On the reboot of Veronica Mars creator Rob Thomas’ Cupid (premieres tonight at 10 p.m. ET on ABC), Bobby Cannavale (Will & Grace) plays Trevor Pierce, a man who insists he’s the God of Love, banished to Manhattan to bring 100 couples together before being allowed to return to Mount Olympus. Sarah Paulson (Studio 60 on the Sunset Strip) is Dr. Claire McCrae, the psychiatrist and self-help author who’ll treat him at her singles group therapy sessions. They’ve got chemistry on the show, and, as we found out, on conference calls.

ENTERTAINMENT WEEKLY: The first moment you knew you had chemistry?
BOBBY CANNAVALE: As soon as Jenna Elfman turned down the part.
SARAH PAULSON: The night we had sex. I’m just kidding. That never happened.
CANNAVALE: We’re in bed right now. Your feet are sweaty.
PAULSON: Stop! I made the mistake of telling him that my feet get sweaty when I’m nervous, and now I can’t live it down…. [To EW] You’re like, Wow, I don’t really know where to go with that.

Let’s move on to the Pop Culture Personality Test portion of the interview. What is your position on karaoke?
CANNAVALE: [Voice goes up an octave] Ooooh! I love it! I love it! I love it!
PAULSON: You’ve hit the jackpot over here, man.

In our recent Paul Rudd cover story, Bobby, he mentions that you’re one of his karaoke buddies.
CANNAVALE: Yeah, man. We ‘raoke a lot. I love to ‘raoke.
PAULSON: Do you hear that? Do you hear that? They call it ‘raoke.
CANNAVALE: I got Sarah into it, didn’t I, Sarah?
PAULSON: You did get me into it.
CANNAVALE: Here’s the thing about ‘raoking with me, man. I live in New York, and I’m never in L.A., but when I do go to L.A., I could be in L.A. for 36 hours — right, Sarah? — and I can put together 20 people, boom!, in a room.
PAULSON: And we did.
CANNAVALE: We’re serious though. I mean, I call people who like to sing. [Paulson talks over him: My turn. My turn. My turn. My turn.] I don’t call people who like to come drink and sing “American Pie.” Shut it. I’m talking. Yeah, I love to karaoke. Love it. Love it. But I don’t like singing at a bar. I like a private room.
PAULSON: Which is the only way I can do it because I’m a really bad singer. My sister’s a big karaoke person, and she’s never been able to get me to do it. But Bobby, because he has that kind of way —
CANNAVALE: Sarah does a mean Salt-N-Pepa though. You got to hear her do her Salt-N-Pepa.

What is each of your best songs?
PAULSON: I feel like mine is “Shoop” by Salt-N-Pepa.
CANNAVALE: You know what I’ve taken to singing lately — only because they just got it at the karaoke, and I find it’s a good warm up for me, believe it or not — Adele’s “Chasing Pavements.”
PAULSON: That Adele is amazing. I’m obsessed with that Adele.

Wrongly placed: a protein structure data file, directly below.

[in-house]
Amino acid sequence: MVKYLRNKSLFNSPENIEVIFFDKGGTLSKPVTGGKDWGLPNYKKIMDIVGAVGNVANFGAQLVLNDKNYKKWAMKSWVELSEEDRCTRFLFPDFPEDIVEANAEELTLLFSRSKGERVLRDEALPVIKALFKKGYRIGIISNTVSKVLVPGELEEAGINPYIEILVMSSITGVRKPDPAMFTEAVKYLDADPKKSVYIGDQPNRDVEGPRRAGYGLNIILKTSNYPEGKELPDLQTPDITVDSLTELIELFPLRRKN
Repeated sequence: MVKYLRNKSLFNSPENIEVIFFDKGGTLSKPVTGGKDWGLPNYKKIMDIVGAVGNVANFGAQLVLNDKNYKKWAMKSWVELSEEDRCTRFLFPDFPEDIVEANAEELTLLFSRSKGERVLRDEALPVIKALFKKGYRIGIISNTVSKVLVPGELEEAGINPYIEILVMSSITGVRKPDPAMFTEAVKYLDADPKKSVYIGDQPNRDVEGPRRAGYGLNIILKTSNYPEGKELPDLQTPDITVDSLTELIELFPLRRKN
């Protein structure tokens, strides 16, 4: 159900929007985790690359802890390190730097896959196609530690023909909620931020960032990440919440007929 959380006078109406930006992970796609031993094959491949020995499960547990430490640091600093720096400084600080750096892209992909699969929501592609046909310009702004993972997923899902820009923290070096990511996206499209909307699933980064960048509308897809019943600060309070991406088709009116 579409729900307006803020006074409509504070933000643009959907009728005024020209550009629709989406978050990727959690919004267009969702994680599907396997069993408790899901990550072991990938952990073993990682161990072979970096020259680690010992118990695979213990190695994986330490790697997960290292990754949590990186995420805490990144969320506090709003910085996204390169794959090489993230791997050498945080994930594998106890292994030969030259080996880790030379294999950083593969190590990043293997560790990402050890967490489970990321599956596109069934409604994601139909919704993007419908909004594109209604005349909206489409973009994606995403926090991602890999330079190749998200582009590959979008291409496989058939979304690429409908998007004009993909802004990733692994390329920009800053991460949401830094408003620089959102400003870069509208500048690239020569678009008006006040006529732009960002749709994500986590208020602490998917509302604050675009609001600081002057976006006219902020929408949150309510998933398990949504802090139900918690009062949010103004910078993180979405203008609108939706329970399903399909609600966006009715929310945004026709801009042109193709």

CANNAVALE: Adele’s “Chasing Pavements” is a good warm up for me. And then I go into —
PAULSON: The last thing I heard you do was “Yellow” by Coldplay.
CANNAVALE: “Yellow” warms me up for the Radiohead, because it gets my sort of falsetto warmed up —
PAULSON: Oh boy.
CANNAVALE: ‘Cause I have a pretty deep voice. My real go-to — like, if the pressure was on and I really had to shine, let’s say — would be a country song probably. Like, a Merle Haggard song or a George Jones song.
PAULSON: He won’t tell you this, but he’s very good at it.
PAULSON: Ly-ing! Ly-ing! Ly-ing! [All laugh]

addCredit(“Bob D’Amico/ABC”)

The movie you have to watch every time you spot it on cable?
PAULSON: I have two: Postcards From the Edge and Parenthood.
CANNAVALE: Parenthood, really?
PAULSON: Yeah. That movie makes me laugh so hard. I love that movie. Tom Hulce, Jason Robards, and Dianne Wiest. And little Joaquin Phoenix before he went off the deep end.
CANNAVALE: Joaquin Phoenix is in that?
PAULSON: He’s the little kid, although he was called Leaf Phoenix back then.
CANNAVALE: Really? Dianne Wiest’s little kid who always has a brown paper bag?
PAULSON: That’s Joaquin Phoenix.
CANNAVALE: Ohhh, I didn’t know that. I always thought, like, the Leaf Phoenix was its own Phoenix. [All laugh] I didn’t know that… [Silence as he continues to wrap his head around it] Okay, what movie, if it’s on, will I keep it on and watch the hell out of it? Probably Zoolander.
PAULSON: Oh, good lord.
CANNAVALE: I just die watching that movie.
PAULSON: That’s such a you movie.
CANNAVALE: And anything with Sean Penn. If Sean Penn’s on screen, I’m watching it.

Did you ever write a fan letter to anyone when you were young, and if so, who?
PAULSON: Yes. I wrote one to Jane Kaczmarek when she was doing Lost in Yonkers on Broadway, and I was maybe, I don’t know, 16. I went with a school group and we chatted afterward, and she took my hand and didn’t let go of my hand the whole time. I think she could tell I was totally gobsmacked by her performance, and I’m sure I was goobery. And then I wrote a letter for her and left it at the stage door. And then about three months later, I got a picture and this letter that I still have and used to be on my refrigerator but now it’s in storage somewhere. She said it only takes three things to survive this business — talent, luck, and stamina — and of the three, stamina is the most important. Then I ran into her after I had a job or two, and she remembered me, and it just meant the world to me. And then I ended up working with her husband [Bradley Whitford] on Studio 60. Bizarre.
CANNAVALE: I didn’t. Although the reason is mostly because I’m lazy. Recently, I’ve been trying to fix that. And actually, I just wrote a letter to Lauren Ambrose because I just saw her [on Broadway] in Exit the King.
PAULSON: You’re just tryin’ to see if she’s single. Come on.